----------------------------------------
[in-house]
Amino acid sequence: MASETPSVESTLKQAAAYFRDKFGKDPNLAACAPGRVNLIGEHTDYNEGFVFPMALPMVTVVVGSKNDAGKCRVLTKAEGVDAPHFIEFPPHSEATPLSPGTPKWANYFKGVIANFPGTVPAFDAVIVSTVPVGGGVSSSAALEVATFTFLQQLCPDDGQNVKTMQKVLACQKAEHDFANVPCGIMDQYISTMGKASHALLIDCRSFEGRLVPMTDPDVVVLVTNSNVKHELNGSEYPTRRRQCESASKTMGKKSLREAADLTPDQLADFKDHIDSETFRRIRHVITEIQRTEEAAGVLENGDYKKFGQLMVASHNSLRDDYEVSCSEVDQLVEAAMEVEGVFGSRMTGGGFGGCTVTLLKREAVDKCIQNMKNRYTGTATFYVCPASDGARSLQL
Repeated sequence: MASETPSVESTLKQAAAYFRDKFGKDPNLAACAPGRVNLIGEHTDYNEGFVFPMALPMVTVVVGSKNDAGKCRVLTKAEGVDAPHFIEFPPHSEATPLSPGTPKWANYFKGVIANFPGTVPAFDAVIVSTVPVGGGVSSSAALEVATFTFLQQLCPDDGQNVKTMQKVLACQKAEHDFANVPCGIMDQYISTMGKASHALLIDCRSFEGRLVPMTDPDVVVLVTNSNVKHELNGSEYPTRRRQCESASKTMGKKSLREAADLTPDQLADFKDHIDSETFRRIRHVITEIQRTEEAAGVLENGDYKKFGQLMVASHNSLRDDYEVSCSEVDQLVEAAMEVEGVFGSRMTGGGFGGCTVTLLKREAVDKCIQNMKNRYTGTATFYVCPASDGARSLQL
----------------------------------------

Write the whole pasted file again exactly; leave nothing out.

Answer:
[in-house]
Amino acid sequence: MASETPSVESTLKQAAAYFRDKFGKDPNLAACAPGRVNLIGEHTDYNEGFVFPMALPMVTVVVGSKNDAGKCRVLTKAEGVDAPHFIEFPPHSEATPLSPGTPKWANYFKGVIANFPGTVPAFDAVIVSTVPVGGGVSSSAALEVATFTFLQQLCPDDGQNVKTMQKVLACQKAEHDFANVPCGIMDQYISTMGKASHALLIDCRSFEGRLVPMTDPDVVVLVTNSNVKHELNGSEYPTRRRQCESASKTMGKKSLREAADLTPDQLADFKDHIDSETFRRIRHVITEIQRTEEAAGVLENGDYKKFGQLMVASHNSLRDDYEVSCSEVDQLVEAAMEVEGVFGSRMTGGGFGGCTVTLLKREAVDKCIQNMKNRYTGTATFYVCPASDGARSLQL
Repeated sequence: MASETPSVESTLKQAAAYFRDKFGKDPNLAACAPGRVNLIGEHTDYNEGFVFPMALPMVTVVVGSKNDAGKCRVLTKAEGVDAPHFIEFPPHSEATPLSPGTPKWANYFKGVIANFPGTVPAFDAVIVSTVPVGGGVSSSAALEVATFTFLQQLCPDDGQNVKTMQKVLACQKAEHDFANVPCGIMDQYISTMGKASHALLIDCRSFEGRLVPMTDPDVVVLVTNSNVKHELNGSEYPTRRRQCESASKTMGKKSLREAADLTPDQLADFKDHIDSETFRRIRHVITEIQRTEEAAGVLENGDYKKFGQLMVASHNSLRDDYEVSCSEVDQLVEAAMEVEGVFGSRMTGGGFGGCTVTLLKREAVDKCIQNMKNRYTGTATFYVCPASDGARSLQL